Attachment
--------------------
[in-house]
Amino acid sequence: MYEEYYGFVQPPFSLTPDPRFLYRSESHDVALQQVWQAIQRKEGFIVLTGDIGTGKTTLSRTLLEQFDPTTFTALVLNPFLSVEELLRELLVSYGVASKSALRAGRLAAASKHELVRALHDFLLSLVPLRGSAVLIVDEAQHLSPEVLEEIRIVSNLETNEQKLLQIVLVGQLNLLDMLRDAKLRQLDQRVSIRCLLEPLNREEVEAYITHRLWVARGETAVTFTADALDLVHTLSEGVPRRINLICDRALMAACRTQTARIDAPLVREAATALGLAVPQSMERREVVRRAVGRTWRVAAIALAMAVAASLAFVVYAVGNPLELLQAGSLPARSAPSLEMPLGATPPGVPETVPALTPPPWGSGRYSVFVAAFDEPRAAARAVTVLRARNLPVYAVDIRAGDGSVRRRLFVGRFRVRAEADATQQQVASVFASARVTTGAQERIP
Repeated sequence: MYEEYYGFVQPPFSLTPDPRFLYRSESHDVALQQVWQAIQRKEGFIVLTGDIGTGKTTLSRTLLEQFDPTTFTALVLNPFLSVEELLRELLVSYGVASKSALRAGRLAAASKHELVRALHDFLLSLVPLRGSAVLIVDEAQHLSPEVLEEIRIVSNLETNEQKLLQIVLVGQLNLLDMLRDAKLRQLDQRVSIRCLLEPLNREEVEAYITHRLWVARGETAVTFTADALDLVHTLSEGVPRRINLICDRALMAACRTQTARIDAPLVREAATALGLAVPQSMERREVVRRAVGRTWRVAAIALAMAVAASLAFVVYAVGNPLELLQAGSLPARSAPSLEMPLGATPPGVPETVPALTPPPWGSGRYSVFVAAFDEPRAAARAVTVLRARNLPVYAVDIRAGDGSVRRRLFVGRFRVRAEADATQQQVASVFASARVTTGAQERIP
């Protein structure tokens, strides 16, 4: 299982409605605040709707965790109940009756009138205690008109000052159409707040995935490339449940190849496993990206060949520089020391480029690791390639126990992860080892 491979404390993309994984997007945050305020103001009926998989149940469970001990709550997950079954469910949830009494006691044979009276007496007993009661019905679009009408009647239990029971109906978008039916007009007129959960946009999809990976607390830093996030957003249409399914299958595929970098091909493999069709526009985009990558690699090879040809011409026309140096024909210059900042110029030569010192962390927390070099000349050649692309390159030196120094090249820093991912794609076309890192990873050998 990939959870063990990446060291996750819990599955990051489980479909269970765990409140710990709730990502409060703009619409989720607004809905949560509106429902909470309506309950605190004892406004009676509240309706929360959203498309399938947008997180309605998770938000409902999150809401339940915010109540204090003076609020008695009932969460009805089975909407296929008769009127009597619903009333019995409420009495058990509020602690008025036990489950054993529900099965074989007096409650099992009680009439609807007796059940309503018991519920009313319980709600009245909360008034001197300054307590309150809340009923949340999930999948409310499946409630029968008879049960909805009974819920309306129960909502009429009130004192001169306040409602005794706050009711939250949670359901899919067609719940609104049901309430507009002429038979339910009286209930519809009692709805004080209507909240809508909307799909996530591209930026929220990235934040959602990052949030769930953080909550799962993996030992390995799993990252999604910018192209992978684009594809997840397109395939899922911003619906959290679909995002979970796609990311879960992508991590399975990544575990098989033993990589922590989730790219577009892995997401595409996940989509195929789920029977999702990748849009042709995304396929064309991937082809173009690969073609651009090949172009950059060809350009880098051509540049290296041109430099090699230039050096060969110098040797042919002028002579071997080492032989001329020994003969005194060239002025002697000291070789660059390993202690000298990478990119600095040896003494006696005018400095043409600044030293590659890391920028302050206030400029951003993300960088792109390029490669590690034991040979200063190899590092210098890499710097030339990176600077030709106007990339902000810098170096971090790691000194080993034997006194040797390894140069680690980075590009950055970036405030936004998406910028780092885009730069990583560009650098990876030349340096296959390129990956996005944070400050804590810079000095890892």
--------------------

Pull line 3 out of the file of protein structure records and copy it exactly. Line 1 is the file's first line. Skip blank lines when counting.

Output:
Repeated sequence: MYEEYYGFVQPPFSLTPDPRFLYRSESHDVALQQVWQAIQRKEGFIVLTGDIGTGKTTLSRTLLEQFDPTTFTALVLNPFLSVEELLRELLVSYGVASKSALRAGRLAAASKHELVRALHDFLLSLVPLRGSAVLIVDEAQHLSPEVLEEIRIVSNLETNEQKLLQIVLVGQLNLLDMLRDAKLRQLDQRVSIRCLLEPLNREEVEAYITHRLWVARGETAVTFTADALDLVHTLSEGVPRRINLICDRALMAACRTQTARIDAPLVREAATALGLAVPQSMERREVVRRAVGRTWRVAAIALAMAVAASLAFVVYAVGNPLELLQAGSLPARSAPSLEMPLGATPPGVPETVPALTPPPWGSGRYSVFVAAFDEPRAAARAVTVLRARNLPVYAVDIRAGDGSVRRRLFVGRFRVRAEADATQQQVASVFASARVTTGAQERIP